Face-mount prints

Face-mounting is a framing method that is particularly well-suited for my prints. The face of the print is mounted directly to an acrylic glazing with a special adhesive, and then back-mounted to a substrate with hanging hardware. The resulting piece is extraordinary with a frameless, contemporary look.

I use A Street Frames outside Boston for face-mounting. Typically, they use Acrylite Gallery Non-Glare P99 for glazing and anodized aluminum for the substrate and hanging hardware.

Face-mount prints are made on a glossy photo paper that is required for the face-mount process. Since the prints cannot be removed from a face-mount, they are technically not archival prints. Nonetheless, with the inherent stability of HDX pigment inks and UV protection built into the face-mount process, these prints have excellent longevity characteristics.

Face-mounting appears to offer additional protection for prints over traditional framing methods. Print longevity in the face-mount process is enhanced by protection from humidity, ozone, and dust as the print is sealed between the glazing and the substrate in an airless environment

Archival prints

All of my prints are made by Bob Korn on an Epson SureColor P9000 printer using Epson UltraChrome HDX pigment inks. We use Moab Entrada Rag paper unless another paper is specified.

Epson UltraChrome HDX pigment inks represent the pinnacle of photographic ink technology development. Wilhelm Imaging Research has given a permanence rating of up to 200 years for color prints made with HDX inks on high quality paper and framed with adequate UV protection.

My panoramic images are commonly printed at large sizes. Each frame of each image can be made up to 30×40” and more. The largest images I have made so far are composed of 40×60” prints of each frame.

Frequently asked questions

Why are there gaps between images?

You may be wondering about the vertical spaces, or gaps, in my panoramic images. They are at once both an artifact of my process and a solution to the challenge of framing a very large piece.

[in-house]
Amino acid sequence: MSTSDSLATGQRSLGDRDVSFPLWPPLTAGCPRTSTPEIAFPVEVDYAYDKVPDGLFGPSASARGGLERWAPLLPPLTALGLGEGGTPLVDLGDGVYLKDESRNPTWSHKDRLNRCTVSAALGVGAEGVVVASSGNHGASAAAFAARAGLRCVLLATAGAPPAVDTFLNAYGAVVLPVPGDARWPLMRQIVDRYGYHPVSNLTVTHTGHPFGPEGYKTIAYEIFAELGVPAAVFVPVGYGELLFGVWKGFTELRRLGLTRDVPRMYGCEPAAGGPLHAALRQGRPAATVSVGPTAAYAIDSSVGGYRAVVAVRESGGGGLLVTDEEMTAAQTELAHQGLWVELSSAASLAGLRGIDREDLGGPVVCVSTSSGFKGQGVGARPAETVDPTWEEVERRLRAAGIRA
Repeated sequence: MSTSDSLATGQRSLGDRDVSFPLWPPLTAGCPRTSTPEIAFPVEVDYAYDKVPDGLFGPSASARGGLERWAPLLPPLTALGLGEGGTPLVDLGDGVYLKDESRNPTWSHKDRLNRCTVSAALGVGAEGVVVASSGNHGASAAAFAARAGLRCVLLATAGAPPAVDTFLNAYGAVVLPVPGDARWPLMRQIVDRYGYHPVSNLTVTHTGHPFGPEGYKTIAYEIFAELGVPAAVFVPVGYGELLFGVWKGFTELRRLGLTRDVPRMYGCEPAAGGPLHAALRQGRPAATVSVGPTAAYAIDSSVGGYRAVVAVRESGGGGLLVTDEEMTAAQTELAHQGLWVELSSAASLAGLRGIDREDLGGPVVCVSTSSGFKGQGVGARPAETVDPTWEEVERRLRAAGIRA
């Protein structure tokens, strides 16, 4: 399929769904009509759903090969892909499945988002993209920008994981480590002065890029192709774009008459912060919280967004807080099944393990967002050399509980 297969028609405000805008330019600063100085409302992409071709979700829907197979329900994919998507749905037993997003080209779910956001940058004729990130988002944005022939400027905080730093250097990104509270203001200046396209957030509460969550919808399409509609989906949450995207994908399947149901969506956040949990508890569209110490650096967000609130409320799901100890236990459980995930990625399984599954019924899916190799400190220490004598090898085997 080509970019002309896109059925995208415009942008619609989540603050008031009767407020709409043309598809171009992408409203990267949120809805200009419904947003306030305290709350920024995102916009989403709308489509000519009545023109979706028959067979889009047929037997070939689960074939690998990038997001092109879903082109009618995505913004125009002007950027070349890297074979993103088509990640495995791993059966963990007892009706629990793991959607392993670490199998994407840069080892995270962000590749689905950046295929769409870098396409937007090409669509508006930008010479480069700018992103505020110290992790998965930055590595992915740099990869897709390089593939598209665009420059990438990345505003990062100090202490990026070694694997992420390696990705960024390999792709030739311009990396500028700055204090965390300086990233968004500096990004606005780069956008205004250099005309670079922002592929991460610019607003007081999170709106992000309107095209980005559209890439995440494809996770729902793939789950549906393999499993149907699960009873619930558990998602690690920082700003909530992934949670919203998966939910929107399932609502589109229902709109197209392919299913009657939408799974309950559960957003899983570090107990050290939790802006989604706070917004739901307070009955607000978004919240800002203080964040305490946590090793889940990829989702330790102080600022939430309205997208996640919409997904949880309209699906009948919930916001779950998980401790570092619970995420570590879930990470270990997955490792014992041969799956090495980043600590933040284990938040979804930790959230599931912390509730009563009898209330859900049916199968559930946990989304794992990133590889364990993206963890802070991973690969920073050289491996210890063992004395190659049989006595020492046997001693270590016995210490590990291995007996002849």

I make these images using a view camera and sheet film. In order to make panoramic images, I use multiple sheets of film that line up with each other. In a nutshell, the spaces are where the edges of two sheets of film meet.

If you have ever seen the edge of piece of film, sheet film or roll film, then you know that the image does not go right to the edge. If you are looking at a negative, then you see the clear orange film base. If you are looking at positive film (transparency or slide) or a print, then you see black.

Film is plastic, and it tends to curl. It would not be possible to make images that are actually in focus if the film were to curl. Therefore, film cameras are designed to hold the film flat. By the way, the unexposed film edge is called the rebate.

What inspires you?

When I began defining my process, I was enamored of Henri Cartier-Bresson. There is much to say about this great artist, but the important bit here is that he inspired me to show the film edge in my prints.

When you see the film edge in a print, then you are being told that the composition was made in the camera not by cropping during printmaking. It is both a statement of the artist’s vision and technical proficiency in one fell swoop.

When a photographer is able to do it as well as Cartier-Bresson did, it requires full immersion in the capture of the image. Cartier-Bresson famously coined the phrase, “decisive moment,” to describe a successful photograph.

What are face-mounted prints?

Yes, my prints are made to the highest archival standards possible. That said, prints made for face-mounting are different than prints made for traditional framing methods.

All of my prints are made on an Epson SureColor P9000 printer using Epson UltraChrome HDX pigment inks.

Yes! Get in touch with an email or phone call to discuss.

Do you have a project that needs special attention?

Is it a very large idea? Does it need to be delivered to a part of the world that I do not normally visit? Reach out with a phone call or an email.

Reach out and say hello


(123) 456 – 7890